Financial Innovation for Climate Justice

Central Banks and Transformative ‘Creative Disruption’

January 4, 2024Published by Climate and Development

Central banks can harness financial innovation to achieve the scale of change needed for just and effective climate action and climate policy experts explain how in this paper. Rather than “anxiously waiting” for the systemic disruption of climate change, the authors say central banks should spearhead the “creative disruption” of monetary policy with climate justice as a policy north star.

According to authors Jennie Stephens and Martin Sokol, climate justice goes beyond the mainstream technocratic focus on reducing emissions, and instead prioritises social, economic and institutional innovations which link technical change with societal transformation by centring on social and economic equity.

As “key controlling nodes” in global finance, the participation of central banks is crucial to address climate justice and reverse the environmentally damaging dominance of extractive finance. Extractive finance relies primarily on income from debt payments which the authors say is constraining the use of investment to reduce climate vulnerabilities at household, regional and national levels.

Although there has been an increase in “green activism” by central banks in the global north, the authors say climate reforms do not go nearly far enough.

For instance, the notion of market neutrality has enabled continued lending to fossil fuel companies, revealing a “dangerously impractical” and unrealistic vision of a climate stable future at the heart of monetary policy, say the authors.

They also say that the “fundamental problem” of global north central banks is that they are not concerned if planetary ecosystems are further destabilised, as long as systemically important financial institutions are able to hedge against associated risks.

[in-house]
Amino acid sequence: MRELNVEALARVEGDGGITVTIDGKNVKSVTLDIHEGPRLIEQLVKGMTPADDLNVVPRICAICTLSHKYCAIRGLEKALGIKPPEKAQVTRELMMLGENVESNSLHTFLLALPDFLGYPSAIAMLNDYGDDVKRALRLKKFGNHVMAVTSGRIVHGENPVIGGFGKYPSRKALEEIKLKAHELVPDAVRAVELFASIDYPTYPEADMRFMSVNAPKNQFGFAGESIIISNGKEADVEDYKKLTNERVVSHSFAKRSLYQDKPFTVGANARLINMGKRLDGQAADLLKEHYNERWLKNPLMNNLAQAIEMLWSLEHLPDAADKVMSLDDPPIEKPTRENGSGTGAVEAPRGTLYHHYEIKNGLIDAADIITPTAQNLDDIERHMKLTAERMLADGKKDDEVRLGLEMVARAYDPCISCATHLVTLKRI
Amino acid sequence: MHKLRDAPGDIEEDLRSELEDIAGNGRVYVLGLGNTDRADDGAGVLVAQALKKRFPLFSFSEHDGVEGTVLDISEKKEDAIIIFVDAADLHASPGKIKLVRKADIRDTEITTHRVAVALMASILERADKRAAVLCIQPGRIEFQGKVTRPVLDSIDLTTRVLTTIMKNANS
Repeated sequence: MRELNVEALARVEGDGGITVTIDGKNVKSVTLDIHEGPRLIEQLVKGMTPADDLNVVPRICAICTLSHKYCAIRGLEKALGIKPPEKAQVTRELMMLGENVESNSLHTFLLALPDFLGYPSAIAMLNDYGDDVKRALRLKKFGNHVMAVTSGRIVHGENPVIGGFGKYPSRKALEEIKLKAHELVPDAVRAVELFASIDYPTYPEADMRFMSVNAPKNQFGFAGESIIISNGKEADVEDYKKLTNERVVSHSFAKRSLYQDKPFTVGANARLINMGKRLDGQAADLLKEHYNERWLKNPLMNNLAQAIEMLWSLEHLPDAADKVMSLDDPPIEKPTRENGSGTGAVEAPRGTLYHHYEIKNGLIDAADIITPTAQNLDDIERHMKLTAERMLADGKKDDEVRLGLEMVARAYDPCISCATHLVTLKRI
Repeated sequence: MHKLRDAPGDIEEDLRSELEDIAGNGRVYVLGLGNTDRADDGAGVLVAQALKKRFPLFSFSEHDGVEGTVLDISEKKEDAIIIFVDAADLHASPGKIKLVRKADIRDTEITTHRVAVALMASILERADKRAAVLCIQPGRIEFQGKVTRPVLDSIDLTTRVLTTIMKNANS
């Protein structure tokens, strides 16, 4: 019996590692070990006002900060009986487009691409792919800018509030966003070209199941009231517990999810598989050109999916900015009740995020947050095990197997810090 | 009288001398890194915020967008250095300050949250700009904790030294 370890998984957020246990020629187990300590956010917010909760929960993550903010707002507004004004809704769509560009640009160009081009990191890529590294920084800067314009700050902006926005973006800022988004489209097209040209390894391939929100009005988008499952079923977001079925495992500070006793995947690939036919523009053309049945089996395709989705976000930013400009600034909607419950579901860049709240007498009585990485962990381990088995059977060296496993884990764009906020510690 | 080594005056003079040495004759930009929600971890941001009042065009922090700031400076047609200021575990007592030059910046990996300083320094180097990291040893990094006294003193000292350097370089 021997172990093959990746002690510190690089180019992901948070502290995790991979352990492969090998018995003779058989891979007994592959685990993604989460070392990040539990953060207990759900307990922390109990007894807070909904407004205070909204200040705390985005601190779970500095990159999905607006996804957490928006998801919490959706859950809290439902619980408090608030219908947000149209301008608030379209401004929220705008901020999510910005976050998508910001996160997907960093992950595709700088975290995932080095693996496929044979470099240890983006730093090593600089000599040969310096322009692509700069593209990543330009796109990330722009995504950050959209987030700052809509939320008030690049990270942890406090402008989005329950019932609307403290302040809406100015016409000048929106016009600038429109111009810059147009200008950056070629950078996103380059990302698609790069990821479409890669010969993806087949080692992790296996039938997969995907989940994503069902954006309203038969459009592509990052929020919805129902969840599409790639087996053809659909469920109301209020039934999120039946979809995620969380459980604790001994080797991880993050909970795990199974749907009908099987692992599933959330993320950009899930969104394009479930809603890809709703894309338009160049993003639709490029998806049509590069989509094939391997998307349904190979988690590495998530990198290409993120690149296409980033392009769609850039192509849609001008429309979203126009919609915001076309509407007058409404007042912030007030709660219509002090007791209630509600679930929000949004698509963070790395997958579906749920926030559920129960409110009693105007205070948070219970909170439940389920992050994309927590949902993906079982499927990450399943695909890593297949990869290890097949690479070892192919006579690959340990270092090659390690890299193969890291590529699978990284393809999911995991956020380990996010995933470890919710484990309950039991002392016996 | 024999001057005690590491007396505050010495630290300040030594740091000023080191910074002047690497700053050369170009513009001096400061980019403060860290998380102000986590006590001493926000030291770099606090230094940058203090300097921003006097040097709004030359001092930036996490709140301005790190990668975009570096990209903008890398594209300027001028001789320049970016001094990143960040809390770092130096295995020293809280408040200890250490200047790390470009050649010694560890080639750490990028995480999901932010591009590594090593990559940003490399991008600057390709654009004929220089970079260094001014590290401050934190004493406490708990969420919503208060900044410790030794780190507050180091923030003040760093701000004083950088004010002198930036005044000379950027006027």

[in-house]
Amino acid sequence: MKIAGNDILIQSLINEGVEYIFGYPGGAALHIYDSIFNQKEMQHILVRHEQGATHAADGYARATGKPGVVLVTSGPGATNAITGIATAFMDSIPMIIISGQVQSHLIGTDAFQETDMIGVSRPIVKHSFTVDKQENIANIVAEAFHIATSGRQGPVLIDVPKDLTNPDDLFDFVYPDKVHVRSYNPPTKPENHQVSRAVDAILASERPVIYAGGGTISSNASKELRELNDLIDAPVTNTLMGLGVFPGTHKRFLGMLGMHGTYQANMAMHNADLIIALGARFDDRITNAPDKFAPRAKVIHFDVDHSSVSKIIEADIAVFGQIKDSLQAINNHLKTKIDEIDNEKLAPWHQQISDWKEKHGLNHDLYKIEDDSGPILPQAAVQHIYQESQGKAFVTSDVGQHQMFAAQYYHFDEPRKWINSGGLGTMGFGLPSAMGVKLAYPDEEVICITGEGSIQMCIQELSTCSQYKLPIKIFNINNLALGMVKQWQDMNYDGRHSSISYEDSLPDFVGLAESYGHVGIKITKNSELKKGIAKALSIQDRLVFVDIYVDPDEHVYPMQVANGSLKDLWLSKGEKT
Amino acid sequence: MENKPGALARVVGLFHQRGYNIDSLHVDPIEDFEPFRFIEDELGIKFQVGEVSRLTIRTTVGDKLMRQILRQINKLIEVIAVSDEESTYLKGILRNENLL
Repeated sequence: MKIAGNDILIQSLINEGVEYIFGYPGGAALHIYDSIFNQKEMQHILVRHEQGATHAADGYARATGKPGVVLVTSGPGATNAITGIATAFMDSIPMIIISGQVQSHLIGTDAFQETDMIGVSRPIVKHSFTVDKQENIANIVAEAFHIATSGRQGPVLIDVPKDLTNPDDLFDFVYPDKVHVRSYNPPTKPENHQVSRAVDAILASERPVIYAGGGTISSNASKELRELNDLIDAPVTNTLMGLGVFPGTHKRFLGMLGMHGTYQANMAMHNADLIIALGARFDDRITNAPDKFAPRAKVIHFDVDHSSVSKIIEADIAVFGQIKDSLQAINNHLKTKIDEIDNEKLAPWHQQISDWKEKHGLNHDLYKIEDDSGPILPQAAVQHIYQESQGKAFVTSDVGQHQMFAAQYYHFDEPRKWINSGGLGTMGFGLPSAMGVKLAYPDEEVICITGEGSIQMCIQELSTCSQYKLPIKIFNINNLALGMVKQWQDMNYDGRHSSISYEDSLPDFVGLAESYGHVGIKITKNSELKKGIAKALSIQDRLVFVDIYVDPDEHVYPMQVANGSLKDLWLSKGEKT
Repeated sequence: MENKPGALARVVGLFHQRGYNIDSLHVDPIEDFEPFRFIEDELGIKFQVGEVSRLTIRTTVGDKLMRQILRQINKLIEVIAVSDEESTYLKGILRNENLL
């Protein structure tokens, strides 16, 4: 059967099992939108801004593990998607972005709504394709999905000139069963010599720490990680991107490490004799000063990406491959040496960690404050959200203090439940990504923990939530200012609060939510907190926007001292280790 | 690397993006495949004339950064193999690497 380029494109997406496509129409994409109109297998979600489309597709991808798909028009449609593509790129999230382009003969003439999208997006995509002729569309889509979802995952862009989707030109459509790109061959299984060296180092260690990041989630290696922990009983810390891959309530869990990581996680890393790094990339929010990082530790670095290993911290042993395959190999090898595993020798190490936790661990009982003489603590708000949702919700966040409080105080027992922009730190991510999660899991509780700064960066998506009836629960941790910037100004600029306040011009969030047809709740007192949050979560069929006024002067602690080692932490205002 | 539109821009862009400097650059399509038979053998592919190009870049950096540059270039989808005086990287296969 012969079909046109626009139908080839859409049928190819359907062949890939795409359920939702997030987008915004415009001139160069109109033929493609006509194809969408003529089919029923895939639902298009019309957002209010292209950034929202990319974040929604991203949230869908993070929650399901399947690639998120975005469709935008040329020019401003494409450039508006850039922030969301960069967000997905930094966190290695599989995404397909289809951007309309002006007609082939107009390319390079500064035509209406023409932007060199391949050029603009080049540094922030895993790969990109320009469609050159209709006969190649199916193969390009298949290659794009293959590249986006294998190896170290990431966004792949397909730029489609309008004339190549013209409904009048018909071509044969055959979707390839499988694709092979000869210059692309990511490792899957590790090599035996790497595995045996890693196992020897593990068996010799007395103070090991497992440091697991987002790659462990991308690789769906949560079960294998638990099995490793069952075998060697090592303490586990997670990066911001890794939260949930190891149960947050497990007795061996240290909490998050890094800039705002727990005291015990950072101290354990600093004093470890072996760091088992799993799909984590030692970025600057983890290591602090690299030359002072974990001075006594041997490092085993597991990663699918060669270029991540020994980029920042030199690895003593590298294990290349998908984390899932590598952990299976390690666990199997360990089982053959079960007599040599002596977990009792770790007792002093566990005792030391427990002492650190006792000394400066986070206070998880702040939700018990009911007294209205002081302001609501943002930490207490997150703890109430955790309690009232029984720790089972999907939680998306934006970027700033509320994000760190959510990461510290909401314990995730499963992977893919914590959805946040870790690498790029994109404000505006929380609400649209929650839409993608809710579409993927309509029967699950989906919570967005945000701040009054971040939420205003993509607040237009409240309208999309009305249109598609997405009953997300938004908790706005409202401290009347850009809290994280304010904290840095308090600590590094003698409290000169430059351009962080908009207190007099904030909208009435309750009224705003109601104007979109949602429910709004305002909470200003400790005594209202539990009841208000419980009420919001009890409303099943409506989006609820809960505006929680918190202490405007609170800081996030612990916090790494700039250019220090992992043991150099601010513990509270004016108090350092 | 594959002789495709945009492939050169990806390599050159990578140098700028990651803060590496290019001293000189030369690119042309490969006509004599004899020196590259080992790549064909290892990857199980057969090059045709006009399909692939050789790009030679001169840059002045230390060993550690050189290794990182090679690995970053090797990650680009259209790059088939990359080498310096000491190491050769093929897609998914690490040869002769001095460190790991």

However, extreme climate-induced events are projected to be the “primary triggers of the next systemic financial crisis” and can create unpredictable and unhedgeable chain reactions. This means central banks’ short-term efforts to stabilise an inherently unstable system are distorting priorities and increasing the inevitability of major climate-related financial crises.

A paradigm shift is needed in central banking mandates that recognises “that financial stability will only be achieved in the long run if environmental, social and economic stability are prioritised”. According to the authors, this would require reorienting away from a narrow focus on short-term price stability towards a globally coordinated policy mix framework.

This could be achieved through the creation of cross-cutting public sector offices as well as greater cooperation between the global north and south. Such a framework requires aligning monetary policy with a range of other policy areas, such as energy, fiscal, industrial, water and trade.

Rather than stepping in post-disaster, a precautionary approach would enable central banks to transparently distribute costs upfront and invest in reducing global climate vulnerabilities.

Alongside green adaptations of conventional policy options – such as green quantitative easing, preferential green rates and green differentiated capital requirements – the paper highlights various innovative measures for central banks to address climate justice. These include a green world central bank, direct monetary financing for transition without creating debt, and a climate coalition of central banks, as well as the use of carbon coins, climate bailout funds, and digital currencies.

This page was last updated January 8, 2024

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